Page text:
A new study has found that children in same-sex parent families are healthier then those with male and female parents.
The survey was given to a sample of 390 parents from Australia in 2012, who self-identified as same-sex attracted and had children up to 17 years.
It is estimated that in 2011 there were 6,120 children under-25 living with two same-sex parents in Australia, with the number of same-sex couple households increasing from around 19,000 to more than 33,000 over 10 years.
It found that children in same-sex parent families had higher scores on measures of general behaviour, general health and family cohesion, compared to normative data.
However it also found that there were "no significant differences" between the two groups for all other scale scores.
The 'Australian Study of Child Health in Same-Sex Families' - undertaken by University of Melbourne researchers - also asked parents to indicate how often in the past year their family had experienced stigma related to the their same-sex attraction.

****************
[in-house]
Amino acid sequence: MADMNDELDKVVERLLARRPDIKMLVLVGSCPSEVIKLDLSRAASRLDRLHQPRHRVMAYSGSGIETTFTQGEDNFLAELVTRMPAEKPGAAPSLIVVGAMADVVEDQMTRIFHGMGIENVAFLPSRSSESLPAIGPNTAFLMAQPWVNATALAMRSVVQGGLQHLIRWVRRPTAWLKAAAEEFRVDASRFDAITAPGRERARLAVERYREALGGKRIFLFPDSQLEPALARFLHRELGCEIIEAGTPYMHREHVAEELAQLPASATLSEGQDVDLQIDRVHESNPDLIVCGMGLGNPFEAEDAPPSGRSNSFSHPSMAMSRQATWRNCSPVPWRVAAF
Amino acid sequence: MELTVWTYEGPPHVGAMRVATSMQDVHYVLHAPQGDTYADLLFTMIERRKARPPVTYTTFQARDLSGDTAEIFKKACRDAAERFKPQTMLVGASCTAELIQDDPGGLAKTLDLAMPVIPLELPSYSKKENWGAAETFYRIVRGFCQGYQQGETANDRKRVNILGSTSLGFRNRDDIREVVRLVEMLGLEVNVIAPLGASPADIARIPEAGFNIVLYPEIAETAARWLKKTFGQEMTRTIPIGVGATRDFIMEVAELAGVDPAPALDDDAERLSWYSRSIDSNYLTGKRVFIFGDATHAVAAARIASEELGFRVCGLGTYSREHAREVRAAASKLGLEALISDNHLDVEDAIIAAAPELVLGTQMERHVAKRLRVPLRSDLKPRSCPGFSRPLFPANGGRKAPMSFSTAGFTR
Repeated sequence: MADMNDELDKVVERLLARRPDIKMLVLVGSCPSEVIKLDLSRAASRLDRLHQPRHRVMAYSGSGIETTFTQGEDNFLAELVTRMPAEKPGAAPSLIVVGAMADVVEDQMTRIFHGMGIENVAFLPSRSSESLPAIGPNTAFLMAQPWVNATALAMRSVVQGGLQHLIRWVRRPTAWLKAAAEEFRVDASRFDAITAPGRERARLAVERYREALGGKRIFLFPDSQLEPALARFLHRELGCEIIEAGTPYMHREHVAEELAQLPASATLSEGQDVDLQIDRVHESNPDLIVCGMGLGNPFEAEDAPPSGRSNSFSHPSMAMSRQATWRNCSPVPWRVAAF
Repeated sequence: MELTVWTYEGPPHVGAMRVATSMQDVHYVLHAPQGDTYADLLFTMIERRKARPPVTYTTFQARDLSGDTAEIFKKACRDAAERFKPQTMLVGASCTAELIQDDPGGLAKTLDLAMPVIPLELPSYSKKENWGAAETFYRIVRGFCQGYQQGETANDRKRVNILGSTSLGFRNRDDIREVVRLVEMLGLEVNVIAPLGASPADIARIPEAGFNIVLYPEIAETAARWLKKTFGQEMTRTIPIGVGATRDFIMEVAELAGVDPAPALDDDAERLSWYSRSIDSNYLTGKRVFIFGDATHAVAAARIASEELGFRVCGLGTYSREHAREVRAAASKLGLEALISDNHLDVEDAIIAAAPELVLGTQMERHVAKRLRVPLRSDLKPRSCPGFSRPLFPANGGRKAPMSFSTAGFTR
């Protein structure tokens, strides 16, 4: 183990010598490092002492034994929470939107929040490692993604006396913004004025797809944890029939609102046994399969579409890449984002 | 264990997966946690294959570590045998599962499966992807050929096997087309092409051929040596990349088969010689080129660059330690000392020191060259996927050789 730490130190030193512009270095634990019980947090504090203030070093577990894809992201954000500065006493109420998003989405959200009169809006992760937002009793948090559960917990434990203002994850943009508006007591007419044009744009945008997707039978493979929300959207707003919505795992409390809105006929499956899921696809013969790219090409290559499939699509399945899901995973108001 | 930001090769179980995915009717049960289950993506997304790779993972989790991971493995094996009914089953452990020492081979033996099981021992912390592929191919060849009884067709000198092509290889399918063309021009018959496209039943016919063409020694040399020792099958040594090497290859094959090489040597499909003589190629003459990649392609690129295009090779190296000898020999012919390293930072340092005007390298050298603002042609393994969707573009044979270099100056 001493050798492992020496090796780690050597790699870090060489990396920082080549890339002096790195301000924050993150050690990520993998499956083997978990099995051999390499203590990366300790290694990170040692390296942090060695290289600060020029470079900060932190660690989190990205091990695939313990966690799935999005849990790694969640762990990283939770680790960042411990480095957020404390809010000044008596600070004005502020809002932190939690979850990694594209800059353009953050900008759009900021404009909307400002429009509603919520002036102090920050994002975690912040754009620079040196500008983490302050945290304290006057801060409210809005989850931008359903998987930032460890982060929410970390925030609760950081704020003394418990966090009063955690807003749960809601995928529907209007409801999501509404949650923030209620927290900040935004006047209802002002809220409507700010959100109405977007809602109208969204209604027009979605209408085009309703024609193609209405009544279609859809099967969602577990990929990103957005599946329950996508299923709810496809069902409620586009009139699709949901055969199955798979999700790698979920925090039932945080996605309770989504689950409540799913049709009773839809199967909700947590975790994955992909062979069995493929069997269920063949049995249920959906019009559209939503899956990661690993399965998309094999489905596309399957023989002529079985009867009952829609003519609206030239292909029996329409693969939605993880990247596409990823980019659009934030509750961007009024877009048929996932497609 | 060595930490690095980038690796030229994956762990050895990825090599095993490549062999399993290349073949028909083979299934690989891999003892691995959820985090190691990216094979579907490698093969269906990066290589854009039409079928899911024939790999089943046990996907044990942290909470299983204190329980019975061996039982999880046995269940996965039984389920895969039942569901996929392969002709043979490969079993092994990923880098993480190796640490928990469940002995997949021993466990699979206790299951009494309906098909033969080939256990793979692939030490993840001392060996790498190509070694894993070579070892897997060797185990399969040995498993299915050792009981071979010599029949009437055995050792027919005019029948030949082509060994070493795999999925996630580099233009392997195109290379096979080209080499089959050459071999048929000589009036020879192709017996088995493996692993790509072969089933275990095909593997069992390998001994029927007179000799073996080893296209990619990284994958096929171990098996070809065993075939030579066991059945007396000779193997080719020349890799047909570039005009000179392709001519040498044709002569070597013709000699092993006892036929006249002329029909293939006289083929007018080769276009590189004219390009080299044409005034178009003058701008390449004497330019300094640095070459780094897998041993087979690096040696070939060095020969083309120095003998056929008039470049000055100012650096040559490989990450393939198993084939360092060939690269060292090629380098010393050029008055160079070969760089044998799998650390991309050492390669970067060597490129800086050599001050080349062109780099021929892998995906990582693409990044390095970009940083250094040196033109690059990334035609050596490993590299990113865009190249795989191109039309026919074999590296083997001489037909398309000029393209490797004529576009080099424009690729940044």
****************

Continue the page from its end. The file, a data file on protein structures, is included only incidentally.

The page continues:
It said that physical activity, mental health, and family cohesion were all negatively associated with increased stigma, but that the presence of emotional symptoms were seen as a positive association.
It concluded that perceived stigma is negatively associated with mental health, but that "improved awareness of stigma" can help these findings play an important role in health policy, improving child health outcomes.
This was the first study of child health in same-sex parented families in Australia, and the largest study of its kind internationally to date.
Simon Crouch is the lead researcher on the study, and outlined the findings to Newstalk Lunchtime.